Tuesday, February 3, 2015

Classic Films in Focus: IN OLD CHICAGO (1937)

Mrs. O'Leary and her troublesome cow make their obligatory appearance in this 20th Century Fox tale of urban disaster, which lets the viewer know up front that In Old Chicago (1937) is more a fable than a history lesson. Like the earlier San Francisco (1936), this picture sets a very personal story against the backdrop of a critical moment in American history, and it also sports an impressive round of special effects to demonstrate the scope of its climactic conflagration. Until the fire breaks out, however, there are plenty of fireworks between the stars to keep the audience watching, with Tyrone Power and Don Ameche as sparring siblings and Alice Faye as the love interest who may or may not be enough to make Power's opportunistic heel go in for reform.

Power plays Dion O'Leary, the son of Irish immigrants and a shrewd if unethical businessman. His brother, Jack (Ameche), is a straight arrow type who becomes a lawyer and eventually a politician, thanks largely to his scheming brother's secret efforts. In the sprawling, dangerous city of Chicago, the two represent starkly different visions of the city's future, although they unite in their love for their hard-working mother (Alice Brady) and affable baby brother (Tom Brown). Each is eager for the downfall of crooked Gil Warren (Brian Donlevy), who runs the city as his personal domain. Dion also nurses a passion for his business partner and star singer, Belle Fawcett (Alice Faye), but his unscrupulous methods constantly undermine their chance for romantic happiness.

Power, Ameche, and Faye were among Fox's most reliable stars, and the studio cast them in a variety of pictures in different combinations, but In Old Chicago offers an excellent opportunity to study the differences in the two leading men. Both charismatic, dark-haired, and talented, the two actors work in opposite directions as the clashing brothers. Power shows the darker side of his relentless energy, while Ameche's debonair persona inclines toward gentility. Faye, always compelling with either leading man, does her musical numbers with her usual charm but becomes most interesting when thrown into company with the disapproving Mrs. O'Leary, especially after the fire erupts and plunges the city into chaos. In a cast of first-rate players, Alice Brady stands out in the role of the Irish matriarch; she won the Oscar for Best Supporting Actress for her performance, which combines all of the classic images of maternal strength and suffering, along with some adorable beer swilling and a fanatical devotion to her dead husband's portrait.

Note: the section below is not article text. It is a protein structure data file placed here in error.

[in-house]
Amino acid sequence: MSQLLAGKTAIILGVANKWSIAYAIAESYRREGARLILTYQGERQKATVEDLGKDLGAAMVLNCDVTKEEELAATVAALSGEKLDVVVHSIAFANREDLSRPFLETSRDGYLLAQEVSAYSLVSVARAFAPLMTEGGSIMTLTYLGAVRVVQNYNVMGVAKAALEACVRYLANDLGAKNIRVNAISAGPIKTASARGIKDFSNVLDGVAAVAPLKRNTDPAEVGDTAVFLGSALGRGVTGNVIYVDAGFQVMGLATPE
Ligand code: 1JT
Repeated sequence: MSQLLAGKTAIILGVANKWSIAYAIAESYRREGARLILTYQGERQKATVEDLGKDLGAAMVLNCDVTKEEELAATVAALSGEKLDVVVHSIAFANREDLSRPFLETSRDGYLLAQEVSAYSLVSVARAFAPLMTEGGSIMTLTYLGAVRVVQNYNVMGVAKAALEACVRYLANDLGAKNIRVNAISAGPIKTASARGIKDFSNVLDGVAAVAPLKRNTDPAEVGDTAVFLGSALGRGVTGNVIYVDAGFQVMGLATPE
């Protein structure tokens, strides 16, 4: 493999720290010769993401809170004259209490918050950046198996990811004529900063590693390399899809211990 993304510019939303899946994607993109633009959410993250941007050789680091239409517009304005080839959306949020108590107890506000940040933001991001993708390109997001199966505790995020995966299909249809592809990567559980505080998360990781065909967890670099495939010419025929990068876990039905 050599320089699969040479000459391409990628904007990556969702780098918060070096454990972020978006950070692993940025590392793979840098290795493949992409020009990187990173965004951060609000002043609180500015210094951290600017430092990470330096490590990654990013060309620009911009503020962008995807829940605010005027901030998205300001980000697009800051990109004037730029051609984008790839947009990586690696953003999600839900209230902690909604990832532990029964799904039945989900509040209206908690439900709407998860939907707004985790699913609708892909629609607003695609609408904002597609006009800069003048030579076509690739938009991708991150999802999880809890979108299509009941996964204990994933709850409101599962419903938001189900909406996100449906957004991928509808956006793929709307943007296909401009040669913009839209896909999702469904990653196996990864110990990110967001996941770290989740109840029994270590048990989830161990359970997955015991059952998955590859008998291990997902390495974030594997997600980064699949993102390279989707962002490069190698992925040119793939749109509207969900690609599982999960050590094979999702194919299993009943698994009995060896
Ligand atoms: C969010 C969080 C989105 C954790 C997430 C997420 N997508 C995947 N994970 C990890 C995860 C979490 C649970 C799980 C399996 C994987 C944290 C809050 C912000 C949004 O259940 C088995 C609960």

Two years before the burning of Atlanta in Gone with the Wind (1939), In Old Chicago offers a spectacular display of flaming ruin, which serves as the film's climax and thrusts our protagonists into life or death peril. Fox lavished money on the fire sequence, which includes enormous sets blazing and expansive views of people fleeing the disaster and then suffering through the smoke and misery of the aftermath. The Academy Awards didn't yet have a category for Special Effects; otherwise, In Old Chicago would certainly have been a strong contender. Still, as impressive as the effects are, they wouldn't have the same impact without our attachment to the terrified members of the O'Leary family, who find themselves separated and struggling to survive through the very worst moments of the fire.

Be sure to appreciate character actor Andy Devine in a supporting role as Dion's pal, Pickle. In Old Chicago earned six Oscar nominations and won two, including Brady's award for Best Supporting Actress. Director Henry King reunites with Power, Ameche, and Faye for Alexander's Ragtime Band (1938), and his other pictures include the Power vehicles Jesse James (1939), The Black Swan (1942), and Captain from Castile (1947). Power and Faye also star together in Rose of Washington Square (1939), with Power once again playing the heel. Ameche stars with Faye in Hollywood Cavalcade (1939), Lillian Russell (1940), and the delightful comedy, That Night in Rio (1941). Alice Brady, sadly, was near the end of her career in 1937; she died in 1939 at the age of 46. See more of her in The Gay Divorcee (1934), My Man Godfrey (1936), and her final picture, Young Mr. Lincoln (1939).

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